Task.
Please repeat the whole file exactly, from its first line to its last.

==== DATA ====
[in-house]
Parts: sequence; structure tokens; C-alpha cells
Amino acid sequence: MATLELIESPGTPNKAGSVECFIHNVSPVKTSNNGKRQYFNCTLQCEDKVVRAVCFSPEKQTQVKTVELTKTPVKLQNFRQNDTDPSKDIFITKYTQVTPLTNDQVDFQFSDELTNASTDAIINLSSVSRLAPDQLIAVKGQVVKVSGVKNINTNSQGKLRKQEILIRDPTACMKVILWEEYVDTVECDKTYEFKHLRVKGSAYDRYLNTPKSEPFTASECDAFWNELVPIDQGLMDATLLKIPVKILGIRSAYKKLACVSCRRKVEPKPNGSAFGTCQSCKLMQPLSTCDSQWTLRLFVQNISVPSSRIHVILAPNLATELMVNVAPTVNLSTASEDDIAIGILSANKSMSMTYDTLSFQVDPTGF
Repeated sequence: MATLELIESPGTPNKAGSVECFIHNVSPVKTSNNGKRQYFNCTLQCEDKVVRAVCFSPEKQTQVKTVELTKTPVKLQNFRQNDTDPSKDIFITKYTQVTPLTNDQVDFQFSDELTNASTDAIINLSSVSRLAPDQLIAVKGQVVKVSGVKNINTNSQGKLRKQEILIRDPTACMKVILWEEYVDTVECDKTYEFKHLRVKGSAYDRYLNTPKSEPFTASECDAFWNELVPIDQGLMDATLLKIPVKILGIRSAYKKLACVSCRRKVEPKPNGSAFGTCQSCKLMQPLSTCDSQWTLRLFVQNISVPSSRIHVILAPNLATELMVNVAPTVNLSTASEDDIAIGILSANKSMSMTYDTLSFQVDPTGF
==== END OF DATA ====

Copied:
[in-house]
Parts: sequence; structure tokens; C-alpha cells
Amino acid sequence: MATLELIESPGTPNKAGSVECFIHNVSPVKTSNNGKRQYFNCTLQCEDKVVRAVCFSPEKQTQVKTVELTKTPVKLQNFRQNDTDPSKDIFITKYTQVTPLTNDQVDFQFSDELTNASTDAIINLSSVSRLAPDQLIAVKGQVVKVSGVKNINTNSQGKLRKQEILIRDPTACMKVILWEEYVDTVECDKTYEFKHLRVKGSAYDRYLNTPKSEPFTASECDAFWNELVPIDQGLMDATLLKIPVKILGIRSAYKKLACVSCRRKVEPKPNGSAFGTCQSCKLMQPLSTCDSQWTLRLFVQNISVPSSRIHVILAPNLATELMVNVAPTVNLSTASEDDIAIGILSANKSMSMTYDTLSFQVDPTGF
Repeated sequence: MATLELIESPGTPNKAGSVECFIHNVSPVKTSNNGKRQYFNCTLQCEDKVVRAVCFSPEKQTQVKTVELTKTPVKLQNFRQNDTDPSKDIFITKYTQVTPLTNDQVDFQFSDELTNASTDAIINLSSVSRLAPDQLIAVKGQVVKVSGVKNINTNSQGKLRKQEILIRDPTACMKVILWEEYVDTVECDKTYEFKHLRVKGSAYDRYLNTPKSEPFTASECDAFWNELVPIDQGLMDATLLKIPVKILGIRSAYKKLACVSCRRKVEPKPNGSAFGTCQSCKLMQPLSTCDSQWTLRLFVQNISVPSSRIHVILAPNLATELMVNVAPTVNLSTASEDDIAIGILSANKSMSMTYDTLSFQVDPTGF